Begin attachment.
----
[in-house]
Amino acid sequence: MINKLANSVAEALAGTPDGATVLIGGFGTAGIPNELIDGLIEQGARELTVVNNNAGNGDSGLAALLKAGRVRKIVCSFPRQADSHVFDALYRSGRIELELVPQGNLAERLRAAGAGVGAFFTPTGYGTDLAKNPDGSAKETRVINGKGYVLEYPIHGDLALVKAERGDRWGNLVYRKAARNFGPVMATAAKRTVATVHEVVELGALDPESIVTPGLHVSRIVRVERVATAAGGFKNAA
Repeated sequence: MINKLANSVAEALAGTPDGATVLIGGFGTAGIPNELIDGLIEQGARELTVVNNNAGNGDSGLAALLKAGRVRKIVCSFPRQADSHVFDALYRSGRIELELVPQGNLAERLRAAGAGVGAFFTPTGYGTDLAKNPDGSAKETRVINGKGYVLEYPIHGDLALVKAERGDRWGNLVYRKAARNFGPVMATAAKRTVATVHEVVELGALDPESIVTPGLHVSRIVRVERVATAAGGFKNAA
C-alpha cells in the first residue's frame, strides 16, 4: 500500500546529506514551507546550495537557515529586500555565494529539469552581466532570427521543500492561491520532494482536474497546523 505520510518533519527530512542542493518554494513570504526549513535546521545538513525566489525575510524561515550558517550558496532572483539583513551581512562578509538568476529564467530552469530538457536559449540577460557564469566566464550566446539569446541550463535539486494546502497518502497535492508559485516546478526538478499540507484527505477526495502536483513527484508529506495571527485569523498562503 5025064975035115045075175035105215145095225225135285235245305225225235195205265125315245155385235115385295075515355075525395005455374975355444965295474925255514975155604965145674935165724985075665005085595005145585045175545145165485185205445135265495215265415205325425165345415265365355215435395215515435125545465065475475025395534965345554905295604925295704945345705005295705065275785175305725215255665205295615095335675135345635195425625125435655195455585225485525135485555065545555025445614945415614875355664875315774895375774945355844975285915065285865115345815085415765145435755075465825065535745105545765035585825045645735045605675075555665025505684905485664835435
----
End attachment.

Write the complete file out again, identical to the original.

[in-house]
Amino acid sequence: MINKLANSVAEALAGTPDGATVLIGGFGTAGIPNELIDGLIEQGARELTVVNNNAGNGDSGLAALLKAGRVRKIVCSFPRQADSHVFDALYRSGRIELELVPQGNLAERLRAAGAGVGAFFTPTGYGTDLAKNPDGSAKETRVINGKGYVLEYPIHGDLALVKAERGDRWGNLVYRKAARNFGPVMATAAKRTVATVHEVVELGALDPESIVTPGLHVSRIVRVERVATAAGGFKNAA
Repeated sequence: MINKLANSVAEALAGTPDGATVLIGGFGTAGIPNELIDGLIEQGARELTVVNNNAGNGDSGLAALLKAGRVRKIVCSFPRQADSHVFDALYRSGRIELELVPQGNLAERLRAAGAGVGAFFTPTGYGTDLAKNPDGSAKETRVINGKGYVLEYPIHGDLALVKAERGDRWGNLVYRKAARNFGPVMATAAKRTVATVHEVVELGALDPESIVTPGLHVSRIVRVERVATAAGGFKNAA
C-alpha cells in the first residue's frame, strides 16, 4: 500500500546529506514551507546550495537557515529586500555565494529539469552581466532570427521543500492561491520532494482536474497546523 505520510518533519527530512542542493518554494513570504526549513535546521545538513525566489525575510524561515550558517550558496532572483539583513551581512562578509538568476529564467530552469530538457536559449540577460557564469566566464550566446539569446541550463535539486494546502497518502497535492508559485516546478526538478499540507484527505477526495502536483513527484508529506495571527485569523498562503 5025064975035115045075175035105215145095225225135285235245305225225235195205265125315245155385235115385295075515355075525395005455374975355444965295474925255514975155604965145674935165724985075665005085595005145585045175545145165485185205445135265495215265415205325425165345415265365355215435395215515435125545465065475475025395534965345554905295604925295704945345705005295705065275785175305725215255665205295615095335675135345635195425625125435655195455585225485525135485555065545555025445614945415614875355664875315774895375774945355844975285915065285865115345815085415765145435755075465825065535745105545765035585825045645735045605675075555665025505684905485664835435